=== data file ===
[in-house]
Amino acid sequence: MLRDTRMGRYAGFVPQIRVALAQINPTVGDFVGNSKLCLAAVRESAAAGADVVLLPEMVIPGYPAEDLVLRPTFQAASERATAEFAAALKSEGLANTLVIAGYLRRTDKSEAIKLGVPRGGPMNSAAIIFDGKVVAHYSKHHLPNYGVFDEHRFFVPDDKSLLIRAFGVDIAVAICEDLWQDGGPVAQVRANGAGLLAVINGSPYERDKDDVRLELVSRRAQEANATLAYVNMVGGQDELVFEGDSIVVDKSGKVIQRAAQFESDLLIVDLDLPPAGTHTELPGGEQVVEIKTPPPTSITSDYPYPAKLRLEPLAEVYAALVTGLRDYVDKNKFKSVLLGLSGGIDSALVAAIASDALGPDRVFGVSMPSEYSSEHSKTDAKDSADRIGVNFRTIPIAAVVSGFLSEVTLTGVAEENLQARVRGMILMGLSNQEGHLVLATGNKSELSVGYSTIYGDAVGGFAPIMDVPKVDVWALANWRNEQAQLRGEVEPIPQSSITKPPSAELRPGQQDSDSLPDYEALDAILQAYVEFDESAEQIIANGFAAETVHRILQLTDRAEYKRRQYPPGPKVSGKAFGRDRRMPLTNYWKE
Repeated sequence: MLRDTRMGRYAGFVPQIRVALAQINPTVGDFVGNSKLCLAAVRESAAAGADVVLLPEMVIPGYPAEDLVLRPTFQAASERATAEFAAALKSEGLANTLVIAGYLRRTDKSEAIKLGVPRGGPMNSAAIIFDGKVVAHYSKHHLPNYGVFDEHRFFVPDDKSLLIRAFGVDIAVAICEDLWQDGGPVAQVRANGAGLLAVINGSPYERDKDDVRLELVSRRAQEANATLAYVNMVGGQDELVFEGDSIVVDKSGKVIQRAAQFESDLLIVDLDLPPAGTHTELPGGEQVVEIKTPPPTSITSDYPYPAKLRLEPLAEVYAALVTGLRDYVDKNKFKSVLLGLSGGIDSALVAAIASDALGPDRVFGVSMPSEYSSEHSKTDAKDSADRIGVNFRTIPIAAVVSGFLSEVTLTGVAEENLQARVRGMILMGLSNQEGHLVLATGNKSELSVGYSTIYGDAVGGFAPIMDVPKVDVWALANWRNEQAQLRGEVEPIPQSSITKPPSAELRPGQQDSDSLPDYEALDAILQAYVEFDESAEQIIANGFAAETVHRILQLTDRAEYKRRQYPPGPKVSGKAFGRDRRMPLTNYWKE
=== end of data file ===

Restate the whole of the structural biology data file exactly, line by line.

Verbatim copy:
[in-house]
Amino acid sequence: MLRDTRMGRYAGFVPQIRVALAQINPTVGDFVGNSKLCLAAVRESAAAGADVVLLPEMVIPGYPAEDLVLRPTFQAASERATAEFAAALKSEGLANTLVIAGYLRRTDKSEAIKLGVPRGGPMNSAAIIFDGKVVAHYSKHHLPNYGVFDEHRFFVPDDKSLLIRAFGVDIAVAICEDLWQDGGPVAQVRANGAGLLAVINGSPYERDKDDVRLELVSRRAQEANATLAYVNMVGGQDELVFEGDSIVVDKSGKVIQRAAQFESDLLIVDLDLPPAGTHTELPGGEQVVEIKTPPPTSITSDYPYPAKLRLEPLAEVYAALVTGLRDYVDKNKFKSVLLGLSGGIDSALVAAIASDALGPDRVFGVSMPSEYSSEHSKTDAKDSADRIGVNFRTIPIAAVVSGFLSEVTLTGVAEENLQARVRGMILMGLSNQEGHLVLATGNKSELSVGYSTIYGDAVGGFAPIMDVPKVDVWALANWRNEQAQLRGEVEPIPQSSITKPPSAELRPGQQDSDSLPDYEALDAILQAYVEFDESAEQIIANGFAAETVHRILQLTDRAEYKRRQYPPGPKVSGKAFGRDRRMPLTNYWKE
Repeated sequence: MLRDTRMGRYAGFVPQIRVALAQINPTVGDFVGNSKLCLAAVRESAAAGADVVLLPEMVIPGYPAEDLVLRPTFQAASERATAEFAAALKSEGLANTLVIAGYLRRTDKSEAIKLGVPRGGPMNSAAIIFDGKVVAHYSKHHLPNYGVFDEHRFFVPDDKSLLIRAFGVDIAVAICEDLWQDGGPVAQVRANGAGLLAVINGSPYERDKDDVRLELVSRRAQEANATLAYVNMVGGQDELVFEGDSIVVDKSGKVIQRAAQFESDLLIVDLDLPPAGTHTELPGGEQVVEIKTPPPTSITSDYPYPAKLRLEPLAEVYAALVTGLRDYVDKNKFKSVLLGLSGGIDSALVAAIASDALGPDRVFGVSMPSEYSSEHSKTDAKDSADRIGVNFRTIPIAAVVSGFLSEVTLTGVAEENLQARVRGMILMGLSNQEGHLVLATGNKSELSVGYSTIYGDAVGGFAPIMDVPKVDVWALANWRNEQAQLRGEVEPIPQSSITKPPSAELRPGQQDSDSLPDYEALDAILQAYVEFDESAEQIIANGFAAETVHRILQLTDRAEYKRRQYPPGPKVSGKAFGRDRRMPLTNYWKE